Today, the nation’s children return to school. But from reports in the press, it appears that a significant number will have to stay out for another week or two.
While most of these children would probably not mind an extension of their vacation, apart from the One Mile Primary School in Wismar, there is no excuse for this curtailment of the “Christmas Term”. Will the Ministry of Education (MoE) make provisions to make up for the time lost in teaching the curricula?
Traditionally, September has been designated “Education Month” by the MoE and by today a series of activities, under a named theme, would have been announced. We hope that the delay has been occasioned by a decision of the Minister to have her department tackle the abysmal results of the last CSEC exams ‘frontally”. They might have to recalibrate their interventions.
While not as bad as Guyana’s, the results in the region as a whole were shocking enough to precipitate calls for reform in most territories. CXC has also promised to collaborate with the various governments on remedial diagnostics of their pedagogical principles.
One suggestion that they have already made is that we must move on from the ‘chalk and talk’ methodology that has been in place since the abolition of slavery. The Information Technology tools are now ubiquitous in our society and the Ministry has to use them more effectively for imparting the curricula to its charges.
It is rather ironic that over the past decade there have been numerous outside interventions to introduce computers, for instance, into our school system, starting from the primary level. But in almost all instances, the donated equipment were utilized more in the breach than not.
The government itself recognised the need for schools to be plugged into the ICT world and brought in a new US$30 fibre-optic cable from Brazil, which, among other functions such as e-government, would have accomplished this goal. Since the last elections, however, there has been a studied silence on the status of the fibre-optic cable and the benefits the country should have received.
As we begin this “Education Month”, we hope that the Ministry has taken note of the caution sounded by the Registrar and CEO of CXC on the Pilot School program that was introduced last December to improve our flagging results in CSEC.
This program was basically an intensification of the ‘teach to the test’ methodology that comes straight of the drilling and rote learning route we were handed almost two hundred years ago. Students, given past exam papers, books and a calculator for Mathematics and English by the Ministry were drilled an extra two hours daily by teachers.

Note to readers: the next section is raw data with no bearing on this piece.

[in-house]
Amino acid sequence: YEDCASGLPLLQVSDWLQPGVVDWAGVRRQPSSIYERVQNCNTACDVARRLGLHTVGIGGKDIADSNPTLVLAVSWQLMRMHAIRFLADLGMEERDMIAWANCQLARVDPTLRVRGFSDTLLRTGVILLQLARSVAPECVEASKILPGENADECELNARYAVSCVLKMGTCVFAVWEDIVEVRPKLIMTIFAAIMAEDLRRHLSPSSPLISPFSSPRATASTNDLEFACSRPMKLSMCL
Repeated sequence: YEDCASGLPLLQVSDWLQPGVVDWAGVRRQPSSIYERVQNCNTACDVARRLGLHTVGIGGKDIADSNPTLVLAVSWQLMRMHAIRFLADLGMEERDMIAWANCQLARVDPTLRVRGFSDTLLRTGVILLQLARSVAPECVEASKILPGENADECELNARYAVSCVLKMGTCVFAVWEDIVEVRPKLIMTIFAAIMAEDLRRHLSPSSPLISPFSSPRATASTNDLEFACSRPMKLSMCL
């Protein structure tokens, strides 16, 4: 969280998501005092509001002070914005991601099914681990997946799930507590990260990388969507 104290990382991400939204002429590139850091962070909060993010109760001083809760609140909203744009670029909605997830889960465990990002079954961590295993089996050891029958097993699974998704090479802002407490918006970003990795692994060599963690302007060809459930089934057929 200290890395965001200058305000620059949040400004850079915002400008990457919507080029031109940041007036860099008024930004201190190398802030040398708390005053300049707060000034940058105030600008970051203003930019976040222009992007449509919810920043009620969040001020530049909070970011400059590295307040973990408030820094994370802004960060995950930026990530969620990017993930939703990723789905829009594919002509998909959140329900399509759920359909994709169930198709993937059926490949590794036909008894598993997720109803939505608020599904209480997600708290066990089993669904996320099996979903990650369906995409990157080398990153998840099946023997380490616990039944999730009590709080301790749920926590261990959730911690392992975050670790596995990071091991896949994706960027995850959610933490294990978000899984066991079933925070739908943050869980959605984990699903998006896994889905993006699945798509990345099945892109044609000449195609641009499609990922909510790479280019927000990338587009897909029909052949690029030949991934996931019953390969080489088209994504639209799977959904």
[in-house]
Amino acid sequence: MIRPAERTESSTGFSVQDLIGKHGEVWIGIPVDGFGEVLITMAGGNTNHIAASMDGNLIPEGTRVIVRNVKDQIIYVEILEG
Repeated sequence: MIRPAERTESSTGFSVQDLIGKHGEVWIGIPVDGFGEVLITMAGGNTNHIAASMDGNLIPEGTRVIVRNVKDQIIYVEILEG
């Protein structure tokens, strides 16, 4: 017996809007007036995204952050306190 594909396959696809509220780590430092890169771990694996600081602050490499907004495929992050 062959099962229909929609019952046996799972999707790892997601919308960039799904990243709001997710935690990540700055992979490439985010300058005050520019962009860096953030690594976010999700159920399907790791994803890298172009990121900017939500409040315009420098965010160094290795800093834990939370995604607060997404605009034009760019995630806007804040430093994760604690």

The question is whether these students actually came away from these drills with any substantive knowledge of the subjects that would make them move on to perform effectively at the tertiary level or in a working environment. We doubt it. We have to be careful of ‘quick fixes”. There is great wisdom in the folk saying, “rain can’t full wha dew na full”. Any remedial intervention must be conceptualised and executed in a holistic manner.
We have to use the new technology from the nursery level to present that materials in our curricula in a manner that would make the children want to learn.
The electronic media is ideally suited for bringing to life abstract subjects such as mathematics. A couple of years ago there was a buzz about a low-cost science kit sponsored by UNESCO that was ideal for bringing home the concepts of the basic sciences. This initiative seems to have died on the vine.
But behind it all, teachers will have to be trained in the new methodology and the school administration will have to get behind the program.
The assessment tests that are now being given from Grade 2 must be modified to incorporate the new technology both in the substantive and procedural aspects.
Most importantly, the results of the assessments must be utilised for the purpose intended: to have the teacher intervene more directly in remedial action.